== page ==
"THE BURLAP BAG FELT ROUGH AND SCRATCHY AGAINST MY CHEEK, BUT IT ALSO smelled earthy and deceptively comforting. Thick bandages already covered my eyes so the bag's only purpose was to frighten me. And it worked. I knew I had entered another dimension. "Are these words from Iraq's Abu Ghraib prison? From the detention center at Guantanamo? From Afghanistan? They very well could be, but these are the words" of Olga Talamante, a 55-year-old Chicana activist from California, describing her experience as a torture victim 32 years ago in an Argentina prison in 1974.
Talamante's memories of when she was tortured are never far from the surface. The publication of the long-suppressed pictures of Abu Ghraib victims last year and the report from the U.N. Commission on Human Rights finding that practices conducted at the U.S. detention center in Guantanamo amounted to torture (Brecher and Smith, 2006) lifted the curtain on the uses of torture in President Bush's war on terrorism and rekindled memories of Talamante's horror. "'Every time I read a new story about U.S. forces participating in similar acts, it takes me back to that secret torture room," she says. The fact that a debate has arisen and even exists" regarding the use of torture outraged her and prompted to speak out about her experiences again after over 30years. It is our hope that this interview contributes to strengthening the human rights and social justice perspective within the present discourse on torture, in addition to denouncing the current increased U.S. practice of using and legitimating torture to ostensibly obtain a greater benefit or good.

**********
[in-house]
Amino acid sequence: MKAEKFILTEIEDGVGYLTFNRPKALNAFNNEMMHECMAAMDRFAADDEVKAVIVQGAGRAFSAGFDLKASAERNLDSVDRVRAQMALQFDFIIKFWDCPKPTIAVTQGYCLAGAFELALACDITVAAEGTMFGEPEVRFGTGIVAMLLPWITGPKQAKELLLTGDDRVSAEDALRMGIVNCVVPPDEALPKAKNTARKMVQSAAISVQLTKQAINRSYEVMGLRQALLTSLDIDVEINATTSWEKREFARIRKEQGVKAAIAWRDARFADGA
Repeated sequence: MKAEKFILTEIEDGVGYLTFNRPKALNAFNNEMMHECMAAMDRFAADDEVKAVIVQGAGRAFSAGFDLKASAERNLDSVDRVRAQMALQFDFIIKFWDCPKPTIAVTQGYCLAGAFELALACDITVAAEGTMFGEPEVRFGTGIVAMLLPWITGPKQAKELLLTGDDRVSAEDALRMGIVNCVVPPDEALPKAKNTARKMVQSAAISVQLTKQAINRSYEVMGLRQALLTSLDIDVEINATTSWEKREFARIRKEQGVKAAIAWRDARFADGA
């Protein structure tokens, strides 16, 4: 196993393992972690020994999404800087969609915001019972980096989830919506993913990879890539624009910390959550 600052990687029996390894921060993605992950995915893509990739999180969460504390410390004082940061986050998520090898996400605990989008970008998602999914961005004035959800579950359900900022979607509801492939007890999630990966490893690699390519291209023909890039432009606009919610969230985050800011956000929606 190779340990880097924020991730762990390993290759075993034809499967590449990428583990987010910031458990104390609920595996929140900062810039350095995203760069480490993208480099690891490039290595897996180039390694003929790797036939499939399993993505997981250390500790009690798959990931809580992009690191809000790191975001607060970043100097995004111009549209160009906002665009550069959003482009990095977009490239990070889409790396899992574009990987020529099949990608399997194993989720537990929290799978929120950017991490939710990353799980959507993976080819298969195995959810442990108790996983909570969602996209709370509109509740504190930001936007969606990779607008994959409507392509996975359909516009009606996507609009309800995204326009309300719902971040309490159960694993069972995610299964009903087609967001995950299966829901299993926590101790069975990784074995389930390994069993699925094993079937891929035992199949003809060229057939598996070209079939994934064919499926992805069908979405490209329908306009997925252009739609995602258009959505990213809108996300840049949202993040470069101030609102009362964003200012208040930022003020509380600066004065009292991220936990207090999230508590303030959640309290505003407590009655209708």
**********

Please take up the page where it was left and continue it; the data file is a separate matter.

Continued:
In May 2006, a U.N. anti-torture panel of nine experts in Geneva charged with monitoring U.S. compliance with the Convention Against Torture ratified in 1994 by President Clinton (see Box 1) rebuked the Bush administration's counterterrorism policies and recommended closing the Guantanamo detention facility in Cuba and stopping the transfer of suspected terrorists" to countries where they may face torture. Acknowledging that there had been mistreatment of detainees, the U.S. made a commitment that all government agencies, including contractors, were to be prohibited from engaging in torture at all times and in all places, and that suspects would not be transferred to countries where they were more likely to endure torture. However, the U.N. committee was skeptical about the sincerity of the U.S. in complying with such pledges and challenged its assertion that some parts of the 1994 anti-torture convention do not apply in times of war (Lynch, 2006). Their skepticism is understandable, given that the Bush administration has usurped the authority to disobey more than 750 laws enacted since he took office, asserting that he has the power to set aside any statute passed by Congress when it conflicts with his interpretation of the Constitution (Savage, 2006). Among those he can ignore are military rules and regulations, which would cover the treatment of detainees and torture. The week before, the Council of Europe issued a separate investigative report that said that the U.S. had created a "reprehensible network" of dealing with terror suspects, highlighted by secrete prisons believed to be in Eastern Europe and other nations around the world.
Box 1 : CIA's Hidden History of Torture
Despite claims to the contrary by Secretary of State Condoleezza Rice
and others that "we don't torture," the fact is that torture is neither
a recent nor an aberrant U.S. practice. Alfred W. McCoy (2006b) points
out that the U.S. has long relied on a psychological, not physical,
form of torture, which is masked by the absence of any visible scars,
complicating any legal definition of torture.
A closer examination reveals a hidden history of CIA torture. From 1950
to 1962, the agency led a costly effort to crack the code of human
consciousness, an endeavor that culminated in the creation of
psychological torture--the first revolution of this cruel science in